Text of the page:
Tuesday, 27 January 2004

Questions (576, 577, 578)

Pat Rabbitte

Question:

688 Mr. Rabbitte asked the Minister for Health and Children the number of straitjackets in the possession of the health boards and other agencies funded by the State and involved in the care and treatment of prisoners, persons with psychiatric illnesses and persons with intellectual disabilities; and if he will make a statement on the matter. [1451/04]

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Pat Rabbitte

Question:

689 Mr. Rabbitte asked the Minister for Health and Children the legislation, rules and regulations covering the use of straitjacket in hospitals and other institutions; if he will supply a copy of the rules and regulations; and if he will make a statement on the matter. [1452/04]

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Pat Rabbitte

Question:

691 Mr. Rabbitte asked the Minister for Health and Children if his attention has been drawn to the fact that some psychiatric hospitals incarcerate patients in a silent room; his views on it; and if he will make a statement on the matter. [1454/04]

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Written answers (Question to Minister for Health and Children)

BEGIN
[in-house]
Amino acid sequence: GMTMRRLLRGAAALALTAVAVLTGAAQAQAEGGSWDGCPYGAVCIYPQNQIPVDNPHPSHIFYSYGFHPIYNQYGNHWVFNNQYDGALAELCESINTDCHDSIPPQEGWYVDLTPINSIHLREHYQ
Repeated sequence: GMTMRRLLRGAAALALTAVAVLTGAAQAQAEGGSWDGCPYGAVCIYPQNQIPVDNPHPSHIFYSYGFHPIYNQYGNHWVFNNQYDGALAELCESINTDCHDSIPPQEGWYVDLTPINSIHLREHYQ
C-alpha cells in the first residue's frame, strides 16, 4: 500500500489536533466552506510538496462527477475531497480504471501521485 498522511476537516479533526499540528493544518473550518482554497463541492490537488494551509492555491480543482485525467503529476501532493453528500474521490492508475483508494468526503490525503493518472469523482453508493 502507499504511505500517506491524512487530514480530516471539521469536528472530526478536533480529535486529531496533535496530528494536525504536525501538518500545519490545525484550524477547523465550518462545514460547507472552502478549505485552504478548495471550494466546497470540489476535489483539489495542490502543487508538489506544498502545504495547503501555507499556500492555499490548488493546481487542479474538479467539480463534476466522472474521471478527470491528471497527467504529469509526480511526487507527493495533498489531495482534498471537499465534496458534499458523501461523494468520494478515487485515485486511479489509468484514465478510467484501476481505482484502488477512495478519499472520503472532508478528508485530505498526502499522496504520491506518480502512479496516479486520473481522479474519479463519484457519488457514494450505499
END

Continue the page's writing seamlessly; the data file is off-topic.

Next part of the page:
I propose to take Questions Nos. 688, 689 and 691 together.

The use of seclusion and mechanical constraint has been largely eliminated from mental health care. However, in a small number of instances such measures are utilised as a last resort. In The Guidelines on Good Practice and Quality Assurance in Mental Health Services, issued to service providers by the inspector of mental hospitals, the proper safeguards and precautions governing the use, as a last resort, of seclusion and mechanical constraint are outlined. Some recommendations are as follows: only a consultant psychiatrist may prescribe such treatments in writing; the decision should be reviewed every six hours; a patient should be visited by a nurse and observations recorded and documented every 15 minutes; and a separate care plan must be maintained for patients where such measures are required, recording information on events and the actual behaviour and interventions used prior to the episode.

Recently the Mental Health Commission appointed Dr. Teresa Carey to the new position of inspector of mental health services. It replaces the office of inspector of mental hospitals. The inspector is required to visit and inspect all approved centres at least once a year. She will monitor implementation of the guidelines during her annual inspection of each service.

In recent times many psychiatric hospitals and acute units provide multi-sensory rooms for patients where a calm and quiet atmosphere is created to help patients relax. Such facilities are most helpful to patients.